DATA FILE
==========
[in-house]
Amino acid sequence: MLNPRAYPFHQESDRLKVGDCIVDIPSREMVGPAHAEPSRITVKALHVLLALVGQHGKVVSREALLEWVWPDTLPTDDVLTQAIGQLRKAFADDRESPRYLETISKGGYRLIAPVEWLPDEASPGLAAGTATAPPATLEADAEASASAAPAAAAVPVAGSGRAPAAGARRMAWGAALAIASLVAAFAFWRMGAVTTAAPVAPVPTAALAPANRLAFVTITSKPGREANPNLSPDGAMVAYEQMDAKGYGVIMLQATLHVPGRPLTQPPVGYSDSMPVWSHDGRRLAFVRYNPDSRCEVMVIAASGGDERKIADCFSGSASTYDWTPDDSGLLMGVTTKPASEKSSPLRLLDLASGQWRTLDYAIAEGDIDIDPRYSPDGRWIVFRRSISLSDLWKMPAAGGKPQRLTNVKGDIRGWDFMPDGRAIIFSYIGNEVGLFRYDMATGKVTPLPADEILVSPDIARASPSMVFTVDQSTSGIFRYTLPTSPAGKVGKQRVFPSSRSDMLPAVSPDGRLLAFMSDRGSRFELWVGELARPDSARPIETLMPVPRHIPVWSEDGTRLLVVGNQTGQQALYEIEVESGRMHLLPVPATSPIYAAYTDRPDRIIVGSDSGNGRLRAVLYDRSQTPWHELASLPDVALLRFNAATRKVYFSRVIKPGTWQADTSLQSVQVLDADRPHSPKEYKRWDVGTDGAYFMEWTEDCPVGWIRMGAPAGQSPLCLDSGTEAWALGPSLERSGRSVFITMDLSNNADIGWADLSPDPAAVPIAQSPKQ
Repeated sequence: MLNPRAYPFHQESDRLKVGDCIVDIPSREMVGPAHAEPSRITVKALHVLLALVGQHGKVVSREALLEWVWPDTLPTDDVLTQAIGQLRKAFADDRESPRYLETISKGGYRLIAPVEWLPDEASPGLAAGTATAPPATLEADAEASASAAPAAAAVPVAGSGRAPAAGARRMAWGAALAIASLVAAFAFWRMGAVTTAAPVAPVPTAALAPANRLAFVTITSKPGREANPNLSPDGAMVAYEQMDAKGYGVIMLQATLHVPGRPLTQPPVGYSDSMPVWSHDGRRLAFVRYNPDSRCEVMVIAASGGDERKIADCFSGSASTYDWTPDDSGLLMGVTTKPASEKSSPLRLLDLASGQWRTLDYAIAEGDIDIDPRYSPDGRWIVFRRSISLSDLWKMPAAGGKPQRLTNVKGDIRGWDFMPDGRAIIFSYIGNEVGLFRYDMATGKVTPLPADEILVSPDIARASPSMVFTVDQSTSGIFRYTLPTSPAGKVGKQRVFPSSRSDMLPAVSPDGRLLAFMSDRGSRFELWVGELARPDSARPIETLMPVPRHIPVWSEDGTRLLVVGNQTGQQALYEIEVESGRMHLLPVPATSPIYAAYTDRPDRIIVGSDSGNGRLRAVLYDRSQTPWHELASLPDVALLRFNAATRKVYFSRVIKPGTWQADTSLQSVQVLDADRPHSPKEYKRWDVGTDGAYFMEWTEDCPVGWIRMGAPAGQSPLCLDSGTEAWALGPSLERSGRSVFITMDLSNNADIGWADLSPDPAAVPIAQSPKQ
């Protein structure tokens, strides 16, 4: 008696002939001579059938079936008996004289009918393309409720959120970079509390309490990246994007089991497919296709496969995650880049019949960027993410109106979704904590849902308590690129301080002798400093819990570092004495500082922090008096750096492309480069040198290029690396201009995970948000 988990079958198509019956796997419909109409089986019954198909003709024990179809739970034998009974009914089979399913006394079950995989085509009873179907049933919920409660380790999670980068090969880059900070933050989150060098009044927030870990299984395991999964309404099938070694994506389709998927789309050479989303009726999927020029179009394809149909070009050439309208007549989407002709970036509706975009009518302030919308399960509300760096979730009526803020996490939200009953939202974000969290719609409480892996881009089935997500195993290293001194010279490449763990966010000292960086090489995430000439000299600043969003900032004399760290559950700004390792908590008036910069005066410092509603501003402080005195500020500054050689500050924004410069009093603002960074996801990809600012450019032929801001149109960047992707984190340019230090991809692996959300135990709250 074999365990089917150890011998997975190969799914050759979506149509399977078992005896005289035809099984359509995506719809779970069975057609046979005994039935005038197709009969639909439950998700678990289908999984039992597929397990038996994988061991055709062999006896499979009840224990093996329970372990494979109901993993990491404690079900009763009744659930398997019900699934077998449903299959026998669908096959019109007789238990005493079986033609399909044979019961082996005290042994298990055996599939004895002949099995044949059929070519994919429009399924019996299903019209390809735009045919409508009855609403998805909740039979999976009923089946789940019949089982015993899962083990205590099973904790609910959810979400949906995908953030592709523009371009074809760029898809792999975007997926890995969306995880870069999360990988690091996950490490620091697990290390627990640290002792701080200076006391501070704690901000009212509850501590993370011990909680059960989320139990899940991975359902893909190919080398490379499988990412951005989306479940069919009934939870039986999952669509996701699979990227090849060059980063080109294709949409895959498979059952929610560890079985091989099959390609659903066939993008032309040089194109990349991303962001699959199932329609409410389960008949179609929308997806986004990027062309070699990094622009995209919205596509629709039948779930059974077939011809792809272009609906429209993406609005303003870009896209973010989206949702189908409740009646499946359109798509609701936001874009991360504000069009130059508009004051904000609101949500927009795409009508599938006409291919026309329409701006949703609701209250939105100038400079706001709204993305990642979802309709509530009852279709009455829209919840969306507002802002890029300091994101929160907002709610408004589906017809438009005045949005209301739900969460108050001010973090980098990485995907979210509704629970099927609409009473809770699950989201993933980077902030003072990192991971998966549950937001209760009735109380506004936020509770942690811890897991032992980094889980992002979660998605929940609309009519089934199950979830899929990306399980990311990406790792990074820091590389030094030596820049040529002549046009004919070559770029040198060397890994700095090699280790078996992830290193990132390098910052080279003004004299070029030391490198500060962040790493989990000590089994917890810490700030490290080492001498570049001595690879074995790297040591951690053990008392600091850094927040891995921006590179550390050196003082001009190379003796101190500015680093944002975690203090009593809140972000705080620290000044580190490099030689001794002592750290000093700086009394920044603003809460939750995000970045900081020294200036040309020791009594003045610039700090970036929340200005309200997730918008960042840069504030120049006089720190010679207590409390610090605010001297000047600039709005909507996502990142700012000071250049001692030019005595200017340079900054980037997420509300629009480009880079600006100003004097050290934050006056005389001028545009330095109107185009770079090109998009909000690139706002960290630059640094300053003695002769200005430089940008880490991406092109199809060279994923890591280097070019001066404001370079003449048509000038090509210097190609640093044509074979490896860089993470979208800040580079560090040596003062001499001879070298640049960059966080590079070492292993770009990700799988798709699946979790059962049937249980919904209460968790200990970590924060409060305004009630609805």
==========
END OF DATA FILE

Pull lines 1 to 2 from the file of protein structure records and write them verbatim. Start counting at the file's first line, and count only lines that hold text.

[in-house]
Amino acid sequence: MLNPRAYPFHQESDRLKVGDCIVDIPSREMVGPAHAEPSRITVKALHVLLALVGQHGKVVSREALLEWVWPDTLPTDDVLTQAIGQLRKAFADDRESPRYLETISKGGYRLIAPVEWLPDEASPGLAAGTATAPPATLEADAEASASAAPAAAAVPVAGSGRAPAAGARRMAWGAALAIASLVAAFAFWRMGAVTTAAPVAPVPTAALAPANRLAFVTITSKPGREANPNLSPDGAMVAYEQMDAKGYGVIMLQATLHVPGRPLTQPPVGYSDSMPVWSHDGRRLAFVRYNPDSRCEVMVIAASGGDERKIADCFSGSASTYDWTPDDSGLLMGVTTKPASEKSSPLRLLDLASGQWRTLDYAIAEGDIDIDPRYSPDGRWIVFRRSISLSDLWKMPAAGGKPQRLTNVKGDIRGWDFMPDGRAIIFSYIGNEVGLFRYDMATGKVTPLPADEILVSPDIARASPSMVFTVDQSTSGIFRYTLPTSPAGKVGKQRVFPSSRSDMLPAVSPDGRLLAFMSDRGSRFELWVGELARPDSARPIETLMPVPRHIPVWSEDGTRLLVVGNQTGQQALYEIEVESGRMHLLPVPATSPIYAAYTDRPDRIIVGSDSGNGRLRAVLYDRSQTPWHELASLPDVALLRFNAATRKVYFSRVIKPGTWQADTSLQSVQVLDADRPHSPKEYKRWDVGTDGAYFMEWTEDCPVGWIRMGAPAGQSPLCLDSGTEAWALGPSLERSGRSVFITMDLSNNADIGWADLSPDPAAVPIAQSPKQ